Forget About Your Calling
*The irony is not lost on me that if you scroll through our feed you will come across a blog titled, On Finding Your Calling. Consider this a foot note, not a contradiction. My biggest issue with the term “Calling” lies in how its definition has become distorted over the years.
If you had asked me what I wanted to be as a little girl, I would have told you decisively and consecutively that I wanted to be a runner, a singer, and an artist. I ran my first race in elementary school, received my first easel and plump set of oils around the same age, and music has been in my family and my life for as long as I can remember.
A lot of times when the topic of a calling comes up, one of the first questions we get asked is what we wanted to be as a child. Perhaps because it was an unadulterated season of our lives that had not yet been polluted by doubt and reason. And I think there is a lot of truth to this theory. However, I also think there is a level of toxicity behind the pressures placed on Millennials to “find their calling” in the workforce and in life. What originated as a longing to find purpose and our “place” in the midst of a bigger story being told, we have inadvertently put an almost insatiable amount of pressure on ourselves to reach a very specific destination.
For those of us “lucky enough” to feel assured in what our callings are, how can we be absolutely certain when we have reached them? And for the rest of us, the concept of a calling feels like a cruel game of hide and seek with God while we waste years of our lives away trying to discover this elusive concept. If I’m being honest, I’m guilty of both mentalities.
Today, if you were to ask me what I am passionate about, I would tell you creativity and worship. Not a whole lot has changed since I was a wide-eyed little girl with big dreams and journals filled with poetry and drawings. But for years, I have lived under this self-inflicted pressure of precisely how my life ought to look and how those desires ought to play out. It plagued me in choosing a major, has caused unnecessary amounts of discontentment in my past job pursuits, and even induced an anxiety and hesitancy when deciding whether or not to try for children. Instead of seeing my calling as a unique instrument and life as a blank collection of sheet music, I was constantly questioning whether or not I had missed the mark, when all I was actually missing was the beautiful life in front of me.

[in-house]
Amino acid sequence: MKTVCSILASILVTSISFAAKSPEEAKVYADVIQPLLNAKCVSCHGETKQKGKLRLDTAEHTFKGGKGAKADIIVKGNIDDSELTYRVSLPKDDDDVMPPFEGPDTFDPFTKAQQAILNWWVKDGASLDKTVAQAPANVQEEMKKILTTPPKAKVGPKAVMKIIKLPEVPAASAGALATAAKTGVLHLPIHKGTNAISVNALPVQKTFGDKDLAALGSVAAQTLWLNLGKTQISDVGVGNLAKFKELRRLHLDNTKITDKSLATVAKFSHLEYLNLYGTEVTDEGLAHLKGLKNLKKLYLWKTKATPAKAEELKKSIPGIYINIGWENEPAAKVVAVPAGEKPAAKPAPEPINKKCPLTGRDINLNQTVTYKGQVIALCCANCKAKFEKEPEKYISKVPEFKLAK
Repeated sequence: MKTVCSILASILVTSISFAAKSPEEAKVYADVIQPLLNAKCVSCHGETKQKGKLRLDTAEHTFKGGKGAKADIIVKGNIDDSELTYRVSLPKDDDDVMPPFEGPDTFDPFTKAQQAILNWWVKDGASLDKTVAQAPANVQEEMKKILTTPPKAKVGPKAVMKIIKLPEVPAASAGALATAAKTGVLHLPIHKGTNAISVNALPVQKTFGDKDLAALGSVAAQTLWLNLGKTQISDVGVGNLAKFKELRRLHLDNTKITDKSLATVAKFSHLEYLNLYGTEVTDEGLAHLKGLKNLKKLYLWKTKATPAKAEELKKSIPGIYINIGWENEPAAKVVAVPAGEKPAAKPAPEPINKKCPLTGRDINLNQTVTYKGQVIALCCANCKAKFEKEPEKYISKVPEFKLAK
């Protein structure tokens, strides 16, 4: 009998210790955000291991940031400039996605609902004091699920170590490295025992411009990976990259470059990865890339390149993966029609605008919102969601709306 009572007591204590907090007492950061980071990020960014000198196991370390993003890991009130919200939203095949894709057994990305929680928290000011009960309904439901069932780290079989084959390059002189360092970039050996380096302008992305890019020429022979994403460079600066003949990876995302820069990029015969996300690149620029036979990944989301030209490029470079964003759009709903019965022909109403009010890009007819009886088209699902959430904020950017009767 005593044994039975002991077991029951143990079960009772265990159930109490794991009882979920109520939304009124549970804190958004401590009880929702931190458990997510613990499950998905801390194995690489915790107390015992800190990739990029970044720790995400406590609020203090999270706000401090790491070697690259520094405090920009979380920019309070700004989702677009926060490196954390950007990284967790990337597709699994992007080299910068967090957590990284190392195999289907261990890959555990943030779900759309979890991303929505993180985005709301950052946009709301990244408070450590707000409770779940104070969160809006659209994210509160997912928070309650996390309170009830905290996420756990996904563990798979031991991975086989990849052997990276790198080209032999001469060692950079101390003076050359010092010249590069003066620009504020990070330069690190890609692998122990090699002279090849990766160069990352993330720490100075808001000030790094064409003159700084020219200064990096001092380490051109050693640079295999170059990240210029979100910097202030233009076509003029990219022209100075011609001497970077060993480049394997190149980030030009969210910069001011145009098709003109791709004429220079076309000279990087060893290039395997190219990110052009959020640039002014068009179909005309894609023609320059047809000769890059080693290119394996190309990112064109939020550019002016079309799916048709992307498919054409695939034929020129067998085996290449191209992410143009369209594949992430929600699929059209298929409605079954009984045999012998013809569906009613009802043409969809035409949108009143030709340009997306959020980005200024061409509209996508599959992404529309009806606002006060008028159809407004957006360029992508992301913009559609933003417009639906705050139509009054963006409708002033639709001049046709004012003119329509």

Since these discoveries, I’ve since had to shift my mindset to allow room for freedom and mistakes. If my calling didn’t begin until I landed that dream job, did that mean life up until that point was just about buying time? Could somehow the seasons of growing and waiting and learning and becoming and “figuring it out” be just as critical in living a life that is full and filled with purpose and joy?
I think too often, despite our best intentions, we wind up idolizing the very instruments God has given us to worship Him with.
At the risk of sounding counter-cultural or even contradictory to the Christian narrative, I want to remove some of the pressure you might be experiencing in this season. I believe there are guidelines set in place to help us reach our fullest potential as humans, but I also believe there is inexplicably more freedom than we give ourselves. In each season, if I can answer a couple of questions for myself, I can be assured (as much as any one person can) that I am where I’m supposed to be:
Am I using my gifts and my passion to love others well? (1 Peter 4:10)
Am I pointing others to Christ in the process? (Matthew 28:19 - The Great Commission)
If I can answer these questions, it no longer matters that I am still in process, because the truth is, I always will be to some extent. I think too often, despite our best intentions, we wind up idolizing the very instruments God has given us to worship Him with. Let us never forget that the job we obsess over, the house and kids we so desperately want, and the talents we’ve been blessed with were never meant to define us. They were always tools to help us paint the most honest, beautiful picture we knew how.